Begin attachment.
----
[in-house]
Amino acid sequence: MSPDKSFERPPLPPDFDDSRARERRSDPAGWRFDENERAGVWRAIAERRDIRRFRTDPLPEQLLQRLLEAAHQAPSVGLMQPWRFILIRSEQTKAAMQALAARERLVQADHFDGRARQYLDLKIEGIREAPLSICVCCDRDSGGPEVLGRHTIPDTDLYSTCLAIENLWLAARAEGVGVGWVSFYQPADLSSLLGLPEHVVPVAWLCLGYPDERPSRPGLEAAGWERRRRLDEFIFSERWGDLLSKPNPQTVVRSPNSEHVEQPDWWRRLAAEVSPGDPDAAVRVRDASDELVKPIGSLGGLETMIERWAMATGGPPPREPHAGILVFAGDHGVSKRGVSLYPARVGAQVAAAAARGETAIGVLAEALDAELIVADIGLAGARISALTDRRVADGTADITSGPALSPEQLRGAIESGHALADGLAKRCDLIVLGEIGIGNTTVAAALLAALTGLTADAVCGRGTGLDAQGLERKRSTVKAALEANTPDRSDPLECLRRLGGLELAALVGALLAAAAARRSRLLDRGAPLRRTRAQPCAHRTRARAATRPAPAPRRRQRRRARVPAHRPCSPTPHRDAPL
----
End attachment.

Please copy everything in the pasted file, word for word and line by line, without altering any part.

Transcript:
[in-house]
Amino acid sequence: MSPDKSFERPPLPPDFDDSRARERRSDPAGWRFDENERAGVWRAIAERRDIRRFRTDPLPEQLLQRLLEAAHQAPSVGLMQPWRFILIRSEQTKAAMQALAARERLVQADHFDGRARQYLDLKIEGIREAPLSICVCCDRDSGGPEVLGRHTIPDTDLYSTCLAIENLWLAARAEGVGVGWVSFYQPADLSSLLGLPEHVVPVAWLCLGYPDERPSRPGLEAAGWERRRRLDEFIFSERWGDLLSKPNPQTVVRSPNSEHVEQPDWWRRLAAEVSPGDPDAAVRVRDASDELVKPIGSLGGLETMIERWAMATGGPPPREPHAGILVFAGDHGVSKRGVSLYPARVGAQVAAAAARGETAIGVLAEALDAELIVADIGLAGARISALTDRRVADGTADITSGPALSPEQLRGAIESGHALADGLAKRCDLIVLGEIGIGNTTVAAALLAALTGLTADAVCGRGTGLDAQGLERKRSTVKAALEANTPDRSDPLECLRRLGGLELAALVGALLAAAAARRSRLLDRGAPLRRTRAQPCAHRTRARAATRPAPAPRRRQRRRARVPAHRPCSPTPHRDAPL